Everybody knows social media misuse can get you fired. However, a recent court case, involving a Toronto Pan Am Games employee, shows the burden of proof is extremely high for employers.
Last November, Paula Kim, who is currently the Games’ senior communications manager, won a wrongful dismissal case against her former employer — the International Triathlon Union — despite making some harsh blog and social media posts criticizing her boss and organization.
Kim’s former boss, Loreen Barnett, was the object of her scorn in a personal blog post that was used as evidence by ITU in the B.C. Supreme Court case Kim v. International Triathlon Union. That post, since deleted, was written after Kim was denied some paid vacation she said Barnett had verbally agreed to.
Kim compared the experience to being physically abused by her mother as a child:
“. . . today for the first time in a long time i felt like that kid all over again; beaten, discouraged, alone and scared, after the most disappointing conversation you could possibly have with your boss. the same horrible, sickly feeling of someone above you kicking you down with lies and senseless put downs and insults and zero reality all flooded back in a horrible, despicable wave of nostalgia. and for the first time in many years i actually sobbed (by myself in the bathroom of course) which i almost never do. and of course she’s right, how can i possibly be right when i’m not the authority figure! just like when i was a kid, i don’t feel like I’ve done anything wrong but it doesn’t matter because this person that i stupidly thought cared doesn’t give a shit and just wants to beat my head in.”
ITU also referenced numerous Twitter posts on Kim’s personal account @PK247 that it felt were inappropriate. Kim claimed most of the tweets were made in jest and she was never told any of them were inappropriate until after she was let go.
The ITU responded that the posts “irreparably harmed the trust inherent in the employment relationship through her unprofessional and insubordinate communications that were far-reaching and accessible to those throughout the triathlon sport community.”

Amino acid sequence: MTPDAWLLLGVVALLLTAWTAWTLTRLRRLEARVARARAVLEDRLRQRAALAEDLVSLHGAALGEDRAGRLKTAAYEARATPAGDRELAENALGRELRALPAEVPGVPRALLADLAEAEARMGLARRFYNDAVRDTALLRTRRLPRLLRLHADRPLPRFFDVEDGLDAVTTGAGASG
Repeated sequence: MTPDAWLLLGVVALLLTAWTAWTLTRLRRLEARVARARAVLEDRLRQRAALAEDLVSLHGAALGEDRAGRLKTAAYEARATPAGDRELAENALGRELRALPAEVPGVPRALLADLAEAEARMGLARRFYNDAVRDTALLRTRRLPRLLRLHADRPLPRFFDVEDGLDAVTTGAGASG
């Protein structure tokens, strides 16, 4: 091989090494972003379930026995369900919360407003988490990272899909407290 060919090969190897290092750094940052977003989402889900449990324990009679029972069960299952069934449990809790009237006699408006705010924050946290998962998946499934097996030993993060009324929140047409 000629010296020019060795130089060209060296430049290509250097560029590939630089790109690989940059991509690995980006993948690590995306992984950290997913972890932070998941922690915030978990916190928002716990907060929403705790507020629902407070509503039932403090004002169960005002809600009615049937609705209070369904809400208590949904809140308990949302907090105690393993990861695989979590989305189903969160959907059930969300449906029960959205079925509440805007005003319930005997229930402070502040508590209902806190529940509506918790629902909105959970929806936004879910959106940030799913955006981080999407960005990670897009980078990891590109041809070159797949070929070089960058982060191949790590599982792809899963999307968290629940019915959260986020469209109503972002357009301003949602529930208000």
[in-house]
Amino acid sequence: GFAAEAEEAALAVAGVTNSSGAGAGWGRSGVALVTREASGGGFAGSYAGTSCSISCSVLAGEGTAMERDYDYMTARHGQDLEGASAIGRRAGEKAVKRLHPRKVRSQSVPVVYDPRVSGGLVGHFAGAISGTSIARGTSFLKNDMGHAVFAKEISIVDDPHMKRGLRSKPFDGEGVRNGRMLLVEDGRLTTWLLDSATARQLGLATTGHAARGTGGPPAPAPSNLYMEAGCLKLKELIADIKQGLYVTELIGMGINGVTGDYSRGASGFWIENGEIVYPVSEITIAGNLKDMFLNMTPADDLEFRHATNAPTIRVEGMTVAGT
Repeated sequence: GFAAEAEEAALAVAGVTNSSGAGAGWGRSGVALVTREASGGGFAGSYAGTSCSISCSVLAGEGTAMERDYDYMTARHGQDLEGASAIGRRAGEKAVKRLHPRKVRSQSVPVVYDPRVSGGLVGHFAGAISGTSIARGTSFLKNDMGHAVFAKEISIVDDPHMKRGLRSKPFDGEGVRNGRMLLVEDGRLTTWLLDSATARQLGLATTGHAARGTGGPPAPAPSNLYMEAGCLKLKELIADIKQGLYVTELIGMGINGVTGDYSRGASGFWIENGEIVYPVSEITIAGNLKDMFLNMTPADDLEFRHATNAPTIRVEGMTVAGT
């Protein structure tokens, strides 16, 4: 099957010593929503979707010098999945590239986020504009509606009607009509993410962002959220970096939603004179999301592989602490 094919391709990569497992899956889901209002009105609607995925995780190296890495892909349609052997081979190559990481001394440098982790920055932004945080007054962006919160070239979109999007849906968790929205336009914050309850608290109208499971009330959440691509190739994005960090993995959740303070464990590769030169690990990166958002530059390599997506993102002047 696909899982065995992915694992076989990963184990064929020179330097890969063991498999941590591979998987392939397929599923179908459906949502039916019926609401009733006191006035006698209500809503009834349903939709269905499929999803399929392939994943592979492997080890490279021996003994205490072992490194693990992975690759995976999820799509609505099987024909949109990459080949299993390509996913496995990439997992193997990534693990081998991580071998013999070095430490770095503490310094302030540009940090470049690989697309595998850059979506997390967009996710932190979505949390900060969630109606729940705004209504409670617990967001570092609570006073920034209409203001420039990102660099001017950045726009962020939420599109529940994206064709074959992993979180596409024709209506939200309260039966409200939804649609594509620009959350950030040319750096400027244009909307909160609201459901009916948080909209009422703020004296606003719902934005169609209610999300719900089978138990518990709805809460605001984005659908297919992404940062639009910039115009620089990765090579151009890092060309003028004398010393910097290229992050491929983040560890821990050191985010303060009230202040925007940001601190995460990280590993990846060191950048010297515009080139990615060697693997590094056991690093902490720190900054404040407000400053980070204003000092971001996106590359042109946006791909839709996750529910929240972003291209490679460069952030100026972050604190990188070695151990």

After 22 months on the job, Kim was fired on Nov. 20, 2012 in a manner her lawsuit claimed happened “suddenly and without advance warning” and “without cause.”
Justice B.I. Cohen agreed, stating ITU did not “establish cumulative cause for the plaintiff’s dismissal” and that the employer failed to “give the plaintiff an ‘express and clear’ warning about her performance relating to the social media posts, and a reasonable opportunity to improve her performance after warning her.”
Kim was awarded five months termination pay and compensation for lost medical benefits.
So what is the threshold for firing an employee for social media blunders?
Employers often make the mistake of not addressing bad behaviour immediately, says labour lawyer Hendrik Nieuwland at Toronto-based Shields O’Donnell MacKillop LLP.
“Sitting on misconduct makes lawyers’ jobs really hard,” he says, noting that in the Kim case ITU waited six weeks before firing her after she wrote the blog post.
“We have to explain to a judge why, if we say it’s so serious, did the employer not do anything for a period of time.”
Nieuwland says the biggest test for the employer to prove is did the social media abuse present a “substantial and warranted concern” about the potential harm to your reputation. That includes any of the following:
- Criminal Code offence;
- human rights violation;
- discrimination or harassment.
In 2013, Toronto firefighter Matt Bowman was axed after posting misogynistic and racist tweets, which violated his company’s anti-discrimination policy.
“If you want to discipline an employee for engaging in social media misconduct, you have to show that there’s a real and material connection to the workplace in what they do,” says Nieuwland, adding that was easy with Bowman, since he identified himself as a Toronto firefighter in one of his tweets.
Also in 2013, a Mr. Lube employee, who solicited drugs on Twitter while he was at work, was promptly fired as he committed a criminal offence.
Just cause was harder to prove in the Kim case because her actions were not indictable offences and fell into a grey area of “lesser misconduct,” says Nieuwland.
It clearly hasn’t hampered Kim’s ability to find work, as she landed her current Pan Am job just eight months after being fired. Last year, Kim made Ontario’s Sunshine List with a salary of $113,000 — more than $30,000 above what she was earning at ITU.
Whether her new boss was aware of the firing or lawsuit is not known. A request for comment from Toronto Pan Am officials went unanswered.
However, ITU Director General Antonio Fernandez Arimany told FindLaw.ca in an e-mail his organization “did not contact anyone at the Pan Am Games before they hired Paula.”
On providing a reference for an employee you fired: “There’s no restriction on an employer to not say something to a prospective employer that’s true about someone’s performance,” says Nieuwland.
“Most employers are circumspect about what they say about employees who left on not-so-good terms. Usually in those circumstances they just refuse to give a reference.”